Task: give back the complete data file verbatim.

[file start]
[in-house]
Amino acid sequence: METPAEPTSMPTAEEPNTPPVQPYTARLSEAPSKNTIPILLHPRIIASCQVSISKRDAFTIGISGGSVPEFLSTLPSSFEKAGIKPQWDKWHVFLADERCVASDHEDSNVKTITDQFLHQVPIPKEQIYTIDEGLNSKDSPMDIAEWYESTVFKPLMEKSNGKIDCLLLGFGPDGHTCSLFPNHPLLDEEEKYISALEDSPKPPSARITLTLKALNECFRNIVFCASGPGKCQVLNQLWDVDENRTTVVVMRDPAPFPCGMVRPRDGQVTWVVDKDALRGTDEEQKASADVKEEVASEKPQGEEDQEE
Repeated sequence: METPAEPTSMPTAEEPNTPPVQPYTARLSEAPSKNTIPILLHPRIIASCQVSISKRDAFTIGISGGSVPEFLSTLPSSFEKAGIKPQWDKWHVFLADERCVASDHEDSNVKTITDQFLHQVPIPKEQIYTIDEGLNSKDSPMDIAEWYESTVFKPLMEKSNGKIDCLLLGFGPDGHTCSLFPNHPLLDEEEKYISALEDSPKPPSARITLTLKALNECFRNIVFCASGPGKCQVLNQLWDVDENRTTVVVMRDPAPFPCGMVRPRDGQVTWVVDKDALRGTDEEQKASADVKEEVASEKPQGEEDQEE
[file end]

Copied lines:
[in-house]
Amino acid sequence: METPAEPTSMPTAEEPNTPPVQPYTARLSEAPSKNTIPILLHPRIIASCQVSISKRDAFTIGISGGSVPEFLSTLPSSFEKAGIKPQWDKWHVFLADERCVASDHEDSNVKTITDQFLHQVPIPKEQIYTIDEGLNSKDSPMDIAEWYESTVFKPLMEKSNGKIDCLLLGFGPDGHTCSLFPNHPLLDEEEKYISALEDSPKPPSARITLTLKALNECFRNIVFCASGPGKCQVLNQLWDVDENRTTVVVMRDPAPFPCGMVRPRDGQVTWVVDKDALRGTDEEQKASADVKEEVASEKPQGEEDQEE
Repeated sequence: METPAEPTSMPTAEEPNTPPVQPYTARLSEAPSKNTIPILLHPRIIASCQVSISKRDAFTIGISGGSVPEFLSTLPSSFEKAGIKPQWDKWHVFLADERCVASDHEDSNVKTITDQFLHQVPIPKEQIYTIDEGLNSKDSPMDIAEWYESTVFKPLMEKSNGKIDCLLLGFGPDGHTCSLFPNHPLLDEEEKYISALEDSPKPPSARITLTLKALNECFRNIVFCASGPGKCQVLNQLWDVDENRTTVVVMRDPAPFPCGMVRPRDGQVTWVVDKDALRGTDEEQKASADVKEEVASEKPQGEEDQEE